Knee anatomy

women holding sore knee

The knee can bend and straighten, as well as twist and shear forwards and backwards a little. When our knee is straight, the kneecap, which is held over the knee within the tendon of the quad (thigh) muscles, sits over the end of the thigh bone. As we bend our knee, the surface of the knee cap and end of the thigh bone come closer together and slide over each other in a lovely smooth way, allowing us to perform movements like squatting, jumping, walking and running (basically anything that bends the knee) more efficiently.

What are the causes?

The main causes of patellofemoral pain include overuse of the various parts that make up the knee, or problems that affect the smooth gliding or ‘tracking’ of the kneecap over the end of the thigh bone while moving.

With an overuse issue, think of a person who spends their days walking up and down stairs, or having to squat down constantly. The constant bending and straightening of the knee can lead to overloading of the joint and surrounding tissues, leading to irritation and pain. Another example is that of a runner who may start to get knee pain having recently increased the distance or the amount of days in the week they run.

As we mentioned earlier, the kneecap is held within the quad tendon as it crosses the knee. The quads attach higher up at the pelvis and hips, and down below on the shin bone. So it makes sense that any issue that affects the back, pelvis, hips, ankle and feet can all lead to poor or incorrect tracking of the kneecap over the joint. Common issues here include muscle weakness of the glutes (buttock), quads and lower leg muscles, a twisted thigh or leg bone, and weakness in the ankles and feet, such as having a collapsed arch of the foot. Some people also have a misshapen kneecap, or one that doesn’t sit perfectly over the joint as it should, which can affect the line of tracking over the joint. Throw in having to consider a person’s size and weight, how they walk and run, and the types of footwear they use, and you can see there is a lot to consider.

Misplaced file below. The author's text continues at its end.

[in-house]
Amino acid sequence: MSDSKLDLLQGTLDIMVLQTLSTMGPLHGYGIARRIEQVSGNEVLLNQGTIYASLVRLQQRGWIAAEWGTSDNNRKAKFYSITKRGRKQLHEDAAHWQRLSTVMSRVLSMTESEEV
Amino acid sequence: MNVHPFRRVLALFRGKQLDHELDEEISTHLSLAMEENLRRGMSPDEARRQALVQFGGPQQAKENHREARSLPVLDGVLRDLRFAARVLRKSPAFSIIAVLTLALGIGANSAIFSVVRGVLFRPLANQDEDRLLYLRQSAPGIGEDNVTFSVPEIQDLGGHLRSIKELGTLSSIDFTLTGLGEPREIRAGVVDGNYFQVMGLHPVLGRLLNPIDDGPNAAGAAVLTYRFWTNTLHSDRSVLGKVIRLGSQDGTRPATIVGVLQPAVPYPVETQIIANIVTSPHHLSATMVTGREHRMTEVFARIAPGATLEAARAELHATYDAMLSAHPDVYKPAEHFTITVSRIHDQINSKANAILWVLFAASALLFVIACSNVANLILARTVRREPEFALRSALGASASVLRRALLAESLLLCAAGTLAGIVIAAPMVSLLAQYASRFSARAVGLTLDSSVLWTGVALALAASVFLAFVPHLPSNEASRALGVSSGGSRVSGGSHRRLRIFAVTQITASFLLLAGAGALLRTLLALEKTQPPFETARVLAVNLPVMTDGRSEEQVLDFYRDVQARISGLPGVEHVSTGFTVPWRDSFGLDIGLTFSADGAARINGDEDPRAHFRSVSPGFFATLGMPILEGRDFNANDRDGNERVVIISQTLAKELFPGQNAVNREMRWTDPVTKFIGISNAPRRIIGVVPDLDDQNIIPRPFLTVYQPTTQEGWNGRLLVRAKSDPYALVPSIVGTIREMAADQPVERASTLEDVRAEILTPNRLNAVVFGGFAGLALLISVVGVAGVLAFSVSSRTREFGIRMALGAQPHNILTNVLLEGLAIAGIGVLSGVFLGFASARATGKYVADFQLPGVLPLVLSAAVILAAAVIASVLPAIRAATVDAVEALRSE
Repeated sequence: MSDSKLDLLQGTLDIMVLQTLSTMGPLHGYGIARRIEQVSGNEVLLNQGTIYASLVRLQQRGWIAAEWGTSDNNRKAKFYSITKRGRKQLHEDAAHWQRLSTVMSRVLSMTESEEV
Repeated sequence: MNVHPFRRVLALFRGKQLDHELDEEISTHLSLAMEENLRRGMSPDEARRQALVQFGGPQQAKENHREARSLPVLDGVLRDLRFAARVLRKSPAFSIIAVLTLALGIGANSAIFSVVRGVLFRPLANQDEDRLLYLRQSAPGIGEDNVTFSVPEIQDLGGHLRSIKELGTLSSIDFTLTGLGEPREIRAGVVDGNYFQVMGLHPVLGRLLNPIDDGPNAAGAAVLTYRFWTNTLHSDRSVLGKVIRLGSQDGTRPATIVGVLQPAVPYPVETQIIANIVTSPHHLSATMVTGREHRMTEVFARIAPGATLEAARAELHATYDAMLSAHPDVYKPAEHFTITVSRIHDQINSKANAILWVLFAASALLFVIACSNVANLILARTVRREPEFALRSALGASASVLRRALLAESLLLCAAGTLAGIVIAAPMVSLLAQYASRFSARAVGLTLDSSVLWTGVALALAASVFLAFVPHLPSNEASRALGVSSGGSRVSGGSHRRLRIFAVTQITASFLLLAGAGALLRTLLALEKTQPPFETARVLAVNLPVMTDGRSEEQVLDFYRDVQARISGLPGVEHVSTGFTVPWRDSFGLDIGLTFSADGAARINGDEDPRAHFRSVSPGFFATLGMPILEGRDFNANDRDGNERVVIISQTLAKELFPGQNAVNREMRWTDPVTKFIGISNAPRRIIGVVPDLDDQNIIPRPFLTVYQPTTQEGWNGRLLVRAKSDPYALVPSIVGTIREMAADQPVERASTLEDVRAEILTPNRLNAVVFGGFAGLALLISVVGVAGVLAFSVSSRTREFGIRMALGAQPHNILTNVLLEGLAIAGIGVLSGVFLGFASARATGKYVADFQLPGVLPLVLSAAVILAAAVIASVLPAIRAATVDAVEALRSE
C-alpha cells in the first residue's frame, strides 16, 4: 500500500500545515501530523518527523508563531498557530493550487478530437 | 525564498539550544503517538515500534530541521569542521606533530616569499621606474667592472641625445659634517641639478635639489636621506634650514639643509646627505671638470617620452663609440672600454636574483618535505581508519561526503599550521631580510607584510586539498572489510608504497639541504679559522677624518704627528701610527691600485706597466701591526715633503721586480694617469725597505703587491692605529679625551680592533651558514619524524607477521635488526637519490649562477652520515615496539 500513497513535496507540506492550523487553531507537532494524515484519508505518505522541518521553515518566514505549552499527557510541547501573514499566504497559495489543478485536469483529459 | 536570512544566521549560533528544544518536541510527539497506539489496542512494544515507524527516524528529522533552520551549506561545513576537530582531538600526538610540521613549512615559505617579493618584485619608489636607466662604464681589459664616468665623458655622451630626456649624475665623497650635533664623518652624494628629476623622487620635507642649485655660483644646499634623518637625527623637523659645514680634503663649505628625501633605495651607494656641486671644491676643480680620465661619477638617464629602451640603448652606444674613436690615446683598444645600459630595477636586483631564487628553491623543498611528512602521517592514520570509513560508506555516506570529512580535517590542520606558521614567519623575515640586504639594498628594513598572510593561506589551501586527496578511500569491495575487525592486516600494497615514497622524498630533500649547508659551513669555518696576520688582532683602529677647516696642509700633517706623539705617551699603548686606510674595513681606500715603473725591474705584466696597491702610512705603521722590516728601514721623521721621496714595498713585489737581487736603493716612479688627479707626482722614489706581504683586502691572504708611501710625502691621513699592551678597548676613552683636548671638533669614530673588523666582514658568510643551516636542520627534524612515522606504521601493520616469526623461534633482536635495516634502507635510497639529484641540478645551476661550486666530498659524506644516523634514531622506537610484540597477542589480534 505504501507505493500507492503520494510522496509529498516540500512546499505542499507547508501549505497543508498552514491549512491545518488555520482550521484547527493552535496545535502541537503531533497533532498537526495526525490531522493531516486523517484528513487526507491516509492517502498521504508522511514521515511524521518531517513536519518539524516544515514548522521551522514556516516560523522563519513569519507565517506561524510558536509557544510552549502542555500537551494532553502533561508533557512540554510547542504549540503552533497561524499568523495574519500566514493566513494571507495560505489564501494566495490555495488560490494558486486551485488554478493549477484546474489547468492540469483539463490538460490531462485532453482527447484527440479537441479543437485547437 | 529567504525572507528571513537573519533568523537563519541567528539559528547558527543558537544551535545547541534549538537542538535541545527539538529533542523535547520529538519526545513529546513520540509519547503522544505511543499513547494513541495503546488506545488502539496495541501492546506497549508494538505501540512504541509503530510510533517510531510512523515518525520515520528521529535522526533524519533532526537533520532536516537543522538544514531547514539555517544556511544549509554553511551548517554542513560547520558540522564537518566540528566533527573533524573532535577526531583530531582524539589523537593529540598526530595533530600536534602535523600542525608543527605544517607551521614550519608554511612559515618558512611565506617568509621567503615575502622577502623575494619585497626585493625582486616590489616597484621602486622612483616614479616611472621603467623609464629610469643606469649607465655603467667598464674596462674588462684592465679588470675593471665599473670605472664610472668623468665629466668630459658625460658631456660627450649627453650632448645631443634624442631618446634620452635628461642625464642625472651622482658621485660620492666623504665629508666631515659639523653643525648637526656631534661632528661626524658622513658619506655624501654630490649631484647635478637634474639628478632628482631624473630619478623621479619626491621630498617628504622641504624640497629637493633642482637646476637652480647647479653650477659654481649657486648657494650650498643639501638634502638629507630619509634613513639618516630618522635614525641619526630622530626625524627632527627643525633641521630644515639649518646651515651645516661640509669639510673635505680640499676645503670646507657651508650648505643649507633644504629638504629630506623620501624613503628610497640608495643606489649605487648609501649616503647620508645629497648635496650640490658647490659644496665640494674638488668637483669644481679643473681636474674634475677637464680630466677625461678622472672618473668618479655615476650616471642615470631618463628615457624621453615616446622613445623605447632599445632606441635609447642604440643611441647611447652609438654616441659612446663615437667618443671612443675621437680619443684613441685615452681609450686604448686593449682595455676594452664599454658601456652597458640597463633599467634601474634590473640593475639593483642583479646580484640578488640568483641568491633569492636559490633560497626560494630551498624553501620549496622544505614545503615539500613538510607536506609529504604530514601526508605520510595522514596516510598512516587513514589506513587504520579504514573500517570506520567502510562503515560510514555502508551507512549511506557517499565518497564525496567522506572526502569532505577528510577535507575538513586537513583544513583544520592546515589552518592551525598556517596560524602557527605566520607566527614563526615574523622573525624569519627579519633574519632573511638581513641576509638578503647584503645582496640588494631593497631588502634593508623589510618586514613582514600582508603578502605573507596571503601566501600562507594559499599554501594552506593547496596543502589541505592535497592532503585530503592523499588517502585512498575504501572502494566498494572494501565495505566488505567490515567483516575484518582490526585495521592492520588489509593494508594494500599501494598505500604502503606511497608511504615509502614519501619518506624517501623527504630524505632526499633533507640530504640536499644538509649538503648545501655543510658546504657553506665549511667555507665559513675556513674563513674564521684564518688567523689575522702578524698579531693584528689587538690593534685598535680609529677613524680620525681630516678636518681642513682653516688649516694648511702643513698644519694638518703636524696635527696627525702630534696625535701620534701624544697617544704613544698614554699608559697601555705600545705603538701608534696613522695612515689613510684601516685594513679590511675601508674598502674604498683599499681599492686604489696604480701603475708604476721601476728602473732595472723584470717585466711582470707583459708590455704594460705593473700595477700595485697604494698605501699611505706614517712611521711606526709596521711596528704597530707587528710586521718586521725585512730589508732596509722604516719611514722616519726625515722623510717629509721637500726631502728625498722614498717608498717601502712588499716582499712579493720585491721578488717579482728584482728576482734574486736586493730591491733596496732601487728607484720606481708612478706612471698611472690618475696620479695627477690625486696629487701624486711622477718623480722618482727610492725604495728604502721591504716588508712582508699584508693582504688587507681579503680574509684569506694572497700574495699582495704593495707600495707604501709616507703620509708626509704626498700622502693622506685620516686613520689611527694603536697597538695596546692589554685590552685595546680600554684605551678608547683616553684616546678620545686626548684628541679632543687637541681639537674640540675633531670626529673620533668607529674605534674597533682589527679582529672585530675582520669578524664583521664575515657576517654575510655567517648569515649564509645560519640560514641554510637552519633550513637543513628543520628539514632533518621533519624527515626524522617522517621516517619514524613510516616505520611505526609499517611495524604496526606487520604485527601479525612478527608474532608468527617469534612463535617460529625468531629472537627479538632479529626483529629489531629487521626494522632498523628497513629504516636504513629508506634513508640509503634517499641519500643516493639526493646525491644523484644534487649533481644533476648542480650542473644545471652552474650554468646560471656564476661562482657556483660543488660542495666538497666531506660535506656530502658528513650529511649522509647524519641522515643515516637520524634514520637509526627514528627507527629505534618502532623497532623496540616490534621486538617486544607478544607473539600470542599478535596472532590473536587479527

Unfortunately ladies, this is one of those conditions that affects us more than our male counterparts. Researchers believe this may be because we tend to have wider hips than a man (yep, thanks for that). A woman’s wider pelvis increases the angle where the bones in the knee joint meet. Therefore, leaving more room for imbalance, misalignment or issues moving. Interestingly, research exists that looks into the link between the menstrual cycle and knee pain in women. Whilst the evidence is not 100% conclusive, it is believed that during the different phases of the menstrual cycle, sex hormones can affect the activation of the thigh muscles (quads) and how the body’s nervous system functions during lower limb movement, leaving a woman at potentially higher risk of injury in the knee region. Watch this space… When research catches up, we’ll fill you in on the finer details! What doesn’t break us, makes us stronger eh!


So, what can we do to help? Well prevention is key at first:

  • Make sure you’re strong
  • Think about correct knee alignment when walking, running, stair climbing and so on.
  • People within a healthy weight limit also tend to experience less pain.
  • When starting an activity, increase intensity gradually.
  • Always warm up properly.
  • Keep up those stretches!

But if you do have knee pain, it’s best to source help to find out what is going on. Because there can be a variety of reasons for knee pain, there is, of course, a variety of treatments. Here at Physio for Women, we assess all knee pain in a consultation. We figure out what is causing the issue, and help you fix the underlying cause. This could be treatment via massage or other manual therapy techniques, strengthening or stretching exercises, postural alignment work and more.

So, there’s no knee-d to be experiencing knee pain! Come and see us and we’ll get you hopping, skipping and jumping back to normal in no time.